Inequality is not good for democracy and it is, as is widely known, on the rise everywhere. While wealth has always been instrumental in shaping political outcomes in electoral democracies, the concentrated wealth that has arisen with economic globalization has produced ever-more brazen forms of authoritarian behaviours on the part of political elites as they respond to the interests of their powerful economic allies. While details differ from country to country, there is an important common denominator: the role of economic power in giving greater leverage to political claims. In the worst cases, the economically powerful buy politicians, the media, and troublesome individuals. In all cases, the alliance between political leaders and economic elites has coincided with a notable distancing between political leaders and their publics.
Venezuela’s increasing slide into brutal authoritarianism has continued unabated. The country’s recently elected constituent assembly, boycotted by the opposition, has now taken over the powers of the country’s opposition-controlled Congress. With an estimated 124 deaths in opposition protests, international pressure against the regime has intensified. Much of that pressure has come from the U.S. In addition to U.S. imposed sanctions on some two dozen former and current Venezuelan officials, President Trump has declared that he will not rule out “a military option.” The Trump government is also contemplating the banning of oil shipments, a measure that would have a devastating impact on the Venezuelan economy. All of this has supposedly come about in an effort to support the cause of Venezuelan democracy. Trump has characterized the country’s opposition anti-government protesters as engaging in a struggle ”for democracy, freedom, and rule of law,” and has declared that their just demands “continue to be ignored by a bad leader who dreams of becoming a dictator” (a reference to current President of Venezuela, Nicolás Maduro). The pot, I fear, is calling the kettle.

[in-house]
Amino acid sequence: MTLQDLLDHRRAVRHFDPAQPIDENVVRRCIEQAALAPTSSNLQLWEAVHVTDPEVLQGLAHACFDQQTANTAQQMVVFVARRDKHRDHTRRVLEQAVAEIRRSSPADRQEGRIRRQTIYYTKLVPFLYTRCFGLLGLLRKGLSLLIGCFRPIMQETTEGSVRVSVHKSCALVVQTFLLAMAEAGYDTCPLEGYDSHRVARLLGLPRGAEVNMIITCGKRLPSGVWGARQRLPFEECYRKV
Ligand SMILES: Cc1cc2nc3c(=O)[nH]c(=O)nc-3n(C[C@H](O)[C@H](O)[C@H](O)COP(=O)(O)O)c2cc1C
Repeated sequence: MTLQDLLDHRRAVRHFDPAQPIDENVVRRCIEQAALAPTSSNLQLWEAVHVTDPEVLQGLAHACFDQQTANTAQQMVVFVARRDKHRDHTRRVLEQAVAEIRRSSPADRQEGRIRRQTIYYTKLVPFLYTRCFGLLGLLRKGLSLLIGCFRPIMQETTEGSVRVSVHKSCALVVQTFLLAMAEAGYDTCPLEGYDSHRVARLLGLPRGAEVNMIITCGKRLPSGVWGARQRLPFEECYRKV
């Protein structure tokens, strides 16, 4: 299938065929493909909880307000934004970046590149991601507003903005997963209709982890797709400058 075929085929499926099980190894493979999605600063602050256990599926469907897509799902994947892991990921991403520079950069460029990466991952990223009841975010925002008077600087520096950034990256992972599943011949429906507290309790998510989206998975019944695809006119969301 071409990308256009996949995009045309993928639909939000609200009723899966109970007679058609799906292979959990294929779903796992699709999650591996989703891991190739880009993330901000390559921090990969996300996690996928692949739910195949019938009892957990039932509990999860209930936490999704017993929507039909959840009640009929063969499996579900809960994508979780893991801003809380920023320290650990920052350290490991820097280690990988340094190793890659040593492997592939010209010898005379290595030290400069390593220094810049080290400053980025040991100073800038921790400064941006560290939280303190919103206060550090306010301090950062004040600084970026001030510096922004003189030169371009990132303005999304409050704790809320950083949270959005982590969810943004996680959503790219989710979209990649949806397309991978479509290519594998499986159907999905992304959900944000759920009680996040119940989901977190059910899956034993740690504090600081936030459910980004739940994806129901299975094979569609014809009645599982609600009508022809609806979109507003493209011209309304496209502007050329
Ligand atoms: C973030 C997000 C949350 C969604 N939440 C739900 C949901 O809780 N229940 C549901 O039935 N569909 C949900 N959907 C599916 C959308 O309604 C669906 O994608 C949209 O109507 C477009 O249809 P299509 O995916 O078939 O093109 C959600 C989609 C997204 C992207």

On Monday of last week, President-elect Donald Trump, outlining plans for his first 100 days in office, declared that he would withdraw the U.S. from the Trans-Pacific Partnership (TPP) trade deal and replace it with “fair” bilateral agreements. As the Japanese Prime Minister, Shinzo Abe, one of the 12 signatories to the deal, declared, the TPP “without the U.S, is meaningless.” The agreement aimed to lower barriers on trade and investment among twelve countries (bordering the Pacific Ocean: US, Japan, Malaysia, Vietnam, Singapore, Brunei, Australia, New Zealand, Canada, Mexico, Chile and Peru), accounting for approximately 60 percent of the world economy and 40 percent of the world’s population.